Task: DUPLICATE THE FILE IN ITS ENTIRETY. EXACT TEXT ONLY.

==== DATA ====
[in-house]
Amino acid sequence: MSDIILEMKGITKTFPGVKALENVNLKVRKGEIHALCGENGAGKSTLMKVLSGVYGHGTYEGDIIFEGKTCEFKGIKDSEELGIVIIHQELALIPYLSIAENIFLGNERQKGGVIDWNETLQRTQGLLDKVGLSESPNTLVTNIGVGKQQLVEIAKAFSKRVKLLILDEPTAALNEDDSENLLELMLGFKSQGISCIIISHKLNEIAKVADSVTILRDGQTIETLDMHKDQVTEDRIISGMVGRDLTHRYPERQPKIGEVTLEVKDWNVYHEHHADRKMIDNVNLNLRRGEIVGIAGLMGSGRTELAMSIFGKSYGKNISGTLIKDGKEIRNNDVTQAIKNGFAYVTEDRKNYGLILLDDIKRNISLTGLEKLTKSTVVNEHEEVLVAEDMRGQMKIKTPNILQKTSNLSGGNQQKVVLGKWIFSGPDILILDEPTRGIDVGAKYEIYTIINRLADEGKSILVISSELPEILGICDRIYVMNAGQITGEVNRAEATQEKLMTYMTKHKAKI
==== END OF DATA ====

[in-house]
Amino acid sequence: MSDIILEMKGITKTFPGVKALENVNLKVRKGEIHALCGENGAGKSTLMKVLSGVYGHGTYEGDIIFEGKTCEFKGIKDSEELGIVIIHQELALIPYLSIAENIFLGNERQKGGVIDWNETLQRTQGLLDKVGLSESPNTLVTNIGVGKQQLVEIAKAFSKRVKLLILDEPTAALNEDDSENLLELMLGFKSQGISCIIISHKLNEIAKVADSVTILRDGQTIETLDMHKDQVTEDRIISGMVGRDLTHRYPERQPKIGEVTLEVKDWNVYHEHHADRKMIDNVNLNLRRGEIVGIAGLMGSGRTELAMSIFGKSYGKNISGTLIKDGKEIRNNDVTQAIKNGFAYVTEDRKNYGLILLDDIKRNISLTGLEKLTKSTVVNEHEEVLVAEDMRGQMKIKTPNILQKTSNLSGGNQQKVVLGKWIFSGPDILILDEPTRGIDVGAKYEIYTIINRLADEGKSILVISSELPEILGICDRIYVMNAGQITGEVNRAEATQEKLMTYMTKHKAKI